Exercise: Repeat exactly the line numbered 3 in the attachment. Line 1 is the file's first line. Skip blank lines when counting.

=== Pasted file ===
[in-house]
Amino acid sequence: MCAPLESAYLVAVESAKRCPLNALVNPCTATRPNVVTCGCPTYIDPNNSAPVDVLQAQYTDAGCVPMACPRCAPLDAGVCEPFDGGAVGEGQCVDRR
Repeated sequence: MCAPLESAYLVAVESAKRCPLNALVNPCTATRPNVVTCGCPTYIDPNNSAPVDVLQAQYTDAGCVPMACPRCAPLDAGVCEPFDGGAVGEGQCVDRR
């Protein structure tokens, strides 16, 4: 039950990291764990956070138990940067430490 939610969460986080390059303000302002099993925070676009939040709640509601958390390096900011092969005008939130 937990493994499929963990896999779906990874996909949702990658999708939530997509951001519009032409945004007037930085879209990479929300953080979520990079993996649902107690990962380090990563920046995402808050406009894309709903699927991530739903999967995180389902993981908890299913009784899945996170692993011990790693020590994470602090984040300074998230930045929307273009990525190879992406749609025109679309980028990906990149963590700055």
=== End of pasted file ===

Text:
Repeated sequence: MCAPLESAYLVAVESAKRCPLNALVNPCTATRPNVVTCGCPTYIDPNNSAPVDVLQAQYTDAGCVPMACPRCAPLDAGVCEPFDGGAVGEGQCVDRR